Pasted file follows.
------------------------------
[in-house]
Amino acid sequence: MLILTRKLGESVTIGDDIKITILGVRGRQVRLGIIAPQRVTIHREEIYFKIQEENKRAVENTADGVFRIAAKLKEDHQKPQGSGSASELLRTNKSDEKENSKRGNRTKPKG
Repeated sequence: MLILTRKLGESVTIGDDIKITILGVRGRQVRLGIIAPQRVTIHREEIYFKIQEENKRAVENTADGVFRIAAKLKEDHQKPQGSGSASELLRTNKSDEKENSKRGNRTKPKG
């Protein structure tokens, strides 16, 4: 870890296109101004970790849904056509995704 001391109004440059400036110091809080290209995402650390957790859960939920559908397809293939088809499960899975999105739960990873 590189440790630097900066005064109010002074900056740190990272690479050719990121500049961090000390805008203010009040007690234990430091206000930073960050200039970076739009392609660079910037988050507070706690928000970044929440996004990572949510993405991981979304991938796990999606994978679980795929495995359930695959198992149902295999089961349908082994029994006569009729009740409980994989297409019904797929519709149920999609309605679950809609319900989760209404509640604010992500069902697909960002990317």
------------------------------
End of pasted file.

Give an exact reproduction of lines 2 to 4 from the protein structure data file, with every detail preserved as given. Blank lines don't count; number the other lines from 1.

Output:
Amino acid sequence: MLILTRKLGESVTIGDDIKITILGVRGRQVRLGIIAPQRVTIHREEIYFKIQEENKRAVENTADGVFRIAAKLKEDHQKPQGSGSASELLRTNKSDEKENSKRGNRTKPKG
Repeated sequence: MLILTRKLGESVTIGDDIKITILGVRGRQVRLGIIAPQRVTIHREEIYFKIQEENKRAVENTADGVFRIAAKLKEDHQKPQGSGSASELLRTNKSDEKENSKRGNRTKPKG
């Protein structure tokens, strides 16, 4: 870890296109101004970790849904056509995704 001391109004440059400036110091809080290209995402650390957790859960939920559908397809293939088809499960899975999105739960990873 590189440790630097900066005064109010002074900056740190990272690479050719990121500049961090000390805008203010009040007690234990430091206000930073960050200039970076739009392609660079910037988050507070706690928000970044929440996004990572949510993405991981979304991938796990999606994978679980795929495995359930695959198992149902295999089961349908082994029994006569009729009740409980994989297409019904797929519709149920999609309605679950809609319900989760209404509640604010992500069902697909960002990317």